Mode of administration: Intravenous bolus injection: Intravenous bolus injection over approximately 5 minutes.
MONEM IV to be used for intravenous bolus injection should be constituted with sterile water for injection (5 mL per 250 mg Meropenem). This provides an approximate concentration of 50 mg/mL.
Constituted solution are clear, and colorless or pale yellow.
Intravenous infusion: Intravenous infusion over approximately 15 to 30 minutes.
MONEM IV for intravenous infusion may be constituted with compatible infusion fluids (5 to 200 mL) (See "Storage" and "Compatibilities" under Cautions for Usage).
Overdosage
Accidental overdosage could occur during therapy, particularly in patients with renal impairment. Treatment of overdosage should be symptomatic. In normal individuals, rapid renal elimination will occur; in subjects with renal impairment, haemodialysis will remove meropenem and its metabolite.
Contraindications
MONEM (Meropenem) is contraindicated in patients who have hypersensitivity to this drug.
Special Precautions
As with other beta-lactam antibiotics rare hypersensitivity reactions have been reported.
Before therapy with MONEM is instituted, careful inquiry should be made concerning previous hypersensitivity reaction to beta-lactam antibiotics. If an allergic reaction occurs, the drug should be discontinued.
Use of MONEM in patients with hepatic disease should be made with careful monitoring of transaminase and bilirubin levels.
Use in infections caused by methicilin resistant staphylococci is not recommended.
Prolonged use may occasionally result in overgrowth of nonsusceptible organisms.
Pseudomembranous colitis has been reported with nearly all antibiotics, including Monem, and may range in severity from mild to life-threatening. It is important, therefore, to consider this diagnosis in patients who present with diarrhea subsequent to the administration of any antibiotics. After diagnosis of pseudomembranous colitis has been established, therapeutic measures should be initiated.
Although studies indicate that a toxin produced by Clostridium difficile is one of the main caused of antibiotic-associated colitis, other causes should be considered.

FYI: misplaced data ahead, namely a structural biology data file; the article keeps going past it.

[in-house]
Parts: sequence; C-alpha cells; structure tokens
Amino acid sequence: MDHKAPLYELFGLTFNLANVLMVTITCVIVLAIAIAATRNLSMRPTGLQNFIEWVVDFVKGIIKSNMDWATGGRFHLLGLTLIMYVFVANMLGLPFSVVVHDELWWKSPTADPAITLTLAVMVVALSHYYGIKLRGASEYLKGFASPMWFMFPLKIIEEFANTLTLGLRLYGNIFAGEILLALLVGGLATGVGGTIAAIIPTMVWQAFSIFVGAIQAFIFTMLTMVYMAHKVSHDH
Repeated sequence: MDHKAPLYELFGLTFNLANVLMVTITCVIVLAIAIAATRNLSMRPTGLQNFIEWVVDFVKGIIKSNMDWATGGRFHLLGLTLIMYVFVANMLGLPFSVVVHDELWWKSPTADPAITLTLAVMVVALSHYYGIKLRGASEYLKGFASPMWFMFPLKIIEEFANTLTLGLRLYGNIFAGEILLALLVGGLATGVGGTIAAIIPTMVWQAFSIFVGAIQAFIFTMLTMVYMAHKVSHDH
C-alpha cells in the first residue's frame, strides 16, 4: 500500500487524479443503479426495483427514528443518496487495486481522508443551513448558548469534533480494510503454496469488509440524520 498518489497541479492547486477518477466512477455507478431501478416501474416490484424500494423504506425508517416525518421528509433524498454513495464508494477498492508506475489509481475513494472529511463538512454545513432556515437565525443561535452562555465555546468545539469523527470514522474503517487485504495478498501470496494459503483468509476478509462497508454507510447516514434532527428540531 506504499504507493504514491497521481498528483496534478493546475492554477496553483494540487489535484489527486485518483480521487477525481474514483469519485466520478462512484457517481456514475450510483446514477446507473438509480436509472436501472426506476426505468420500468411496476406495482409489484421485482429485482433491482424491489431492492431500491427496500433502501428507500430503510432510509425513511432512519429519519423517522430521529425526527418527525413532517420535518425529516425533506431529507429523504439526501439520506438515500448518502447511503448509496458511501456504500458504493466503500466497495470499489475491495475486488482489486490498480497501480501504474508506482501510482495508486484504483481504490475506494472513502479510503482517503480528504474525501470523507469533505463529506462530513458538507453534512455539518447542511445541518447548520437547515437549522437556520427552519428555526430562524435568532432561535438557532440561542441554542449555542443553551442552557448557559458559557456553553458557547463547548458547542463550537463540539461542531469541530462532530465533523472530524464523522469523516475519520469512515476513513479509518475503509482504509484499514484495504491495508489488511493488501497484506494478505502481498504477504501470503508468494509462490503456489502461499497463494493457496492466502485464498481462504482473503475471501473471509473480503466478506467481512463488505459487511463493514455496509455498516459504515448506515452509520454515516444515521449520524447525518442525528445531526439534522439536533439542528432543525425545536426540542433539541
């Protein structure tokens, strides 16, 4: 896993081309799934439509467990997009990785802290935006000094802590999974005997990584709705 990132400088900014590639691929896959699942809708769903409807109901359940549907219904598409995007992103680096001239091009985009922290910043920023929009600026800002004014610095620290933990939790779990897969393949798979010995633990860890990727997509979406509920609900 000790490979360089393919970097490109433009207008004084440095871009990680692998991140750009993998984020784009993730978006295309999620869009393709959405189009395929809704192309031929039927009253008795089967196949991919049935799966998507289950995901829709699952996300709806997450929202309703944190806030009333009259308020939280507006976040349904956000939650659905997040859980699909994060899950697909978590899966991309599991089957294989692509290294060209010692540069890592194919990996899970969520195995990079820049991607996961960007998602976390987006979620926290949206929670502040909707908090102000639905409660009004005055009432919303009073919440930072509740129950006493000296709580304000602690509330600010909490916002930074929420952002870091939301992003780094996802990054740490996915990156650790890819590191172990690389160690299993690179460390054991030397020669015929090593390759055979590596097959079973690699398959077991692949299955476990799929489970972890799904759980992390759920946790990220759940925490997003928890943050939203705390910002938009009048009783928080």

The co-administration of MONEM with potentially nephrotoxic drugs should be considered with caution (For dosage see "Dosage & Administration").
Effects on Ability to Drive and Use Machines: There is no evidence to suggest that Meropenem may have an effect on a patient's ability to drive or operate machinery.
Use In Pregnancy & Lactation
Pregnancy: Animal reproduction studies have revealed no evidence of harm to the foetus.
The only adverse effect observed in animal reproductive studies was an increased incidence of abortions in monkeys at 13 times the expected exposure in man. There are no adequate and well controlled studies in pregnant women. Meropenem should not be used in pregnancy unless the potential benefit justifies the potential risk to the foetus.
Lactation: Meropenem is detectable at very low concentrations in animal breast milk. Meropenem should not be used in breast-feeding women unless benefit justifies the potential risk to the baby.
Adverse Reactions
Local reactions: pains, inflammation, thrombophlebitis at the site of injection.
Dermatological reactions: urticaria, rash, pruritus, erythema multiforme, toxic epidermal necrolysis and Stevens-Johnson Syndrome.
Gastrointestinal: nausea, vomiting, abdominal pain, diarrhoea, pseudomembranous colitis.
Haematology: increase eosinophils, reversible thrombocythaemia, thrombocytopenia, leucopenia, neutropenia, agranulocytosis, positive direct or indirect Coomb's test, shortened partial thromboplastin.
Hepatic: increased transaminases, alkaline phosphatase, LDH and bilirubin.
Central nervous system: paraesthesia, headache, seizures.
Systemic allergic reaction: rarely, systemic allergic reaction (hypersensitivity) may occur following administration of meropenem, angioedema and anaphylaxis.
Other: oral and vaginal candidosis.
Drug Interactions
Probenecid: Inhibits renal excretion of meropenem thereby increasing its plasma concentrations and prolonging its eliminate half-life. Therefore, the co-administration of probenecid with meropenem is not recommended.
Valproic acid: Meropenem may reduce serum levels of valproic acid to subtherapeutic levels.
Caution For Usage
Instruction for Use/Handling: Refer to "Dosage & Administration". Standard aseptic technique should be employed during constitution.
Shake constituted solution before use.
All vials are for single use only.
Compatibilities:
Meropenem is compatible with the following infusion fluids: Sterile water for injection, 0.9% Sodium chloride, 5% or 10% Glucose, 5% Glucose with 0.02% Sodium bicarbonate, 5% Glucose with 0.9% Sodium chloride, 5% Glucose with 0.225% Sodium chloride, 5% Glucose with 0.15% Potassium chloride, Mannitol 2.5% or 10%.
Storage
Store at temperatures not exceeding 30°C. Protect from light.
It is recommended to use freshly prepared solutions of MONEM for I.V. injection and infusion.
Reconstituted product, maintains satisfactory potency at room temperature (23-29°C) or under refrigeration (2-8°C) as shown in the following table: (See Table 4.)

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Shelf-Life: 3 Years.
MIMS Class
ATC Classification
J01DH02 - meropenem ; Belongs to the class of carbapenems. Used in the systemic treatment of infections.
Presentation/Packing
Powd for inj/infusion (white to off white) (vial) 500 mg x 10's. 1 g x 10's.